Barbie Doll By Marge Piercy Essay

631 words - 3 pages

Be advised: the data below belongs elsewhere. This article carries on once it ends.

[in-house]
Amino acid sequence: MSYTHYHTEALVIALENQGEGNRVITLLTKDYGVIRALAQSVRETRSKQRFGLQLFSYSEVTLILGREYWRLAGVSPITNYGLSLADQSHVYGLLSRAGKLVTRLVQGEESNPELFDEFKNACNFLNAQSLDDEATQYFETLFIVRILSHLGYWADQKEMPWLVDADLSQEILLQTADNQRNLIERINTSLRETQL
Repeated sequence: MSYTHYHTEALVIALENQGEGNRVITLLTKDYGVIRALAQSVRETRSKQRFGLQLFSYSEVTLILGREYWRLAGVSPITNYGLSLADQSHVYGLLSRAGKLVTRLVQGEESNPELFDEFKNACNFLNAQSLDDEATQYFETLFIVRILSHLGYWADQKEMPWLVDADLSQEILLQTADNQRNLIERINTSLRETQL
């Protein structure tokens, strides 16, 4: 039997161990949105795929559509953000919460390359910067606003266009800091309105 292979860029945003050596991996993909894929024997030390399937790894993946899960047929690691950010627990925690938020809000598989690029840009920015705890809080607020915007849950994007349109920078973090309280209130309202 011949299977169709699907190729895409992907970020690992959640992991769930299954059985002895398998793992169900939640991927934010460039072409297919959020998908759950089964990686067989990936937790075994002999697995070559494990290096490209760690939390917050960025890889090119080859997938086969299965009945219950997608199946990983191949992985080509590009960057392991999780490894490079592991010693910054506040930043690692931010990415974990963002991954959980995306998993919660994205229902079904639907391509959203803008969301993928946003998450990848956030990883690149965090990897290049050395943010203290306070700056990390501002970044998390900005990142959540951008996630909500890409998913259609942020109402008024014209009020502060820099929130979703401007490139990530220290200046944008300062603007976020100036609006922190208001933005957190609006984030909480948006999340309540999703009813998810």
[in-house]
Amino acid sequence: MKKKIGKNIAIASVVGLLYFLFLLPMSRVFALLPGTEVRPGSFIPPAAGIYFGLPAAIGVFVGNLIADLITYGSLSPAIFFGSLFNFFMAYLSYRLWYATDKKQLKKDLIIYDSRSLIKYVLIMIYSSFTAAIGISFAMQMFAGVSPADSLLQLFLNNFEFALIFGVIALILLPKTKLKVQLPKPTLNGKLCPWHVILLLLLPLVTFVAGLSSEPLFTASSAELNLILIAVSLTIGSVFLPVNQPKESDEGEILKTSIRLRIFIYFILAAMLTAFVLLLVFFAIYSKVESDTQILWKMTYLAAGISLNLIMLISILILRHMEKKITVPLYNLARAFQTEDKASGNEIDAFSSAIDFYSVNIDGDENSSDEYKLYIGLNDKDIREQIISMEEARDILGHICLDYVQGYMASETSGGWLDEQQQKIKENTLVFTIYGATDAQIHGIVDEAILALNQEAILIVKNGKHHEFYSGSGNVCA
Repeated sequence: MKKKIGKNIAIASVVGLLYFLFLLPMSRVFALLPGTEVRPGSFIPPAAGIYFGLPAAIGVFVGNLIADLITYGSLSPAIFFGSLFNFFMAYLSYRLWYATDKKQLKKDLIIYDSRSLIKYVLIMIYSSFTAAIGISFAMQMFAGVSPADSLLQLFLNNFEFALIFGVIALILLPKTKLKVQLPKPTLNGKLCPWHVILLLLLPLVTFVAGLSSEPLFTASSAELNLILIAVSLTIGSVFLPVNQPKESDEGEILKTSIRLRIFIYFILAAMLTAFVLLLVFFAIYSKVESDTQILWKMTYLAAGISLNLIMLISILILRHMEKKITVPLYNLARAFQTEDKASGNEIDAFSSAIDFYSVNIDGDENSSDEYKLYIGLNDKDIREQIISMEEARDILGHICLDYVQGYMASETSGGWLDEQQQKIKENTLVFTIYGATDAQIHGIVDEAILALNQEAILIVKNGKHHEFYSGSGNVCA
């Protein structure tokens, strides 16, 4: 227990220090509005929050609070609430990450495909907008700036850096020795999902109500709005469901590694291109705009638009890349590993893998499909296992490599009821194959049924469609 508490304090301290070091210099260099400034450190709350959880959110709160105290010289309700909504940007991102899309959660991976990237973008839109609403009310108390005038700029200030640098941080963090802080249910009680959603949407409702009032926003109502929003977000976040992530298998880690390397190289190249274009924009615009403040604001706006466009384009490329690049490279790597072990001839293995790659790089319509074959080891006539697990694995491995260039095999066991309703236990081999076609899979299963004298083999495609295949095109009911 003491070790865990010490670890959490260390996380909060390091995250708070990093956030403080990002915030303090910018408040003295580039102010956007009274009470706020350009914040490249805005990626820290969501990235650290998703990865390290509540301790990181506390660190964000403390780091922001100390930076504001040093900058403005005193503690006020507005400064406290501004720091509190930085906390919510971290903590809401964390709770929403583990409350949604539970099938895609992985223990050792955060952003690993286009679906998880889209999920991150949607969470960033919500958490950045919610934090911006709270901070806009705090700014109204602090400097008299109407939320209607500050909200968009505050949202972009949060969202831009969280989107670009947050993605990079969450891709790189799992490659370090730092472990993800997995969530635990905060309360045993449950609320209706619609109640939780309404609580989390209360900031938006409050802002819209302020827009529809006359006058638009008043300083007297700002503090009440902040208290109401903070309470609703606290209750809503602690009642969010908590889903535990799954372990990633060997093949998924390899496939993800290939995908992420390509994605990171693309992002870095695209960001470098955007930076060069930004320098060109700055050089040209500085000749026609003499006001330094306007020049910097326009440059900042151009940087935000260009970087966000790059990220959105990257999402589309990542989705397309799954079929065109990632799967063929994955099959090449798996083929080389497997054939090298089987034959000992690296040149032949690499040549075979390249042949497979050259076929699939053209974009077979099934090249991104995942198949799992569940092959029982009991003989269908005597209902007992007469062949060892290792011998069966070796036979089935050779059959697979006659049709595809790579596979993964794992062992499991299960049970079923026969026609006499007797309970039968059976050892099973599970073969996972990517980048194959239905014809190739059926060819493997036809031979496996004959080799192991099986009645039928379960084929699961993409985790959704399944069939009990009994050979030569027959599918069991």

The poem, "Barbie Doll," written by Marge Piercy tells the story of a young girl growing up through the adolescence stage characterized by appearances and barbarity. The author uses imagery and fluctuating tone to describe the struggles the girl is experiencing during her teenage years, and the affects that can happen. The title of this poem is a good description of how most societies expect others, especially girls to look. Constantly, people are mocked for their appearance and expected to represent a "barbie-doll"-like figure. Few are "blessed" with this description. The female gender is positioned into the stereotype that women should be thin and beautiful. With this girl, the effects were detrimental. The first stanza describes the influence that a child is placed into during early childhood. Girls are expected to play with "dolls" and "stoves and irons," the usual toys that relate to the old-fashioned duties of women. A young girl begins to learn what she should be for society and not to deviate from the norm. The tone used in this stanza is quite silent and simplistic at first, then takes a turn towards a more bold statement. The author uses the "magic" of puberty to describe the age where appearance comes into effect. It’s ironic that this particular word is used because puberty is actually a stage of emotional crisis’. A hurtful remark was made towards the child, and she was described as having a "big nose and fat legs." The second stanza also begins with the subdued tone mentioning the girls positive aspects, such as being "healthy…intelligent…strong." These specific details are usually related to the male. Once again, the gender characteristics play as an underlying factor. These qualities were not good enough for a woman if they were not beautiful. The stanza then takes a turn like the...

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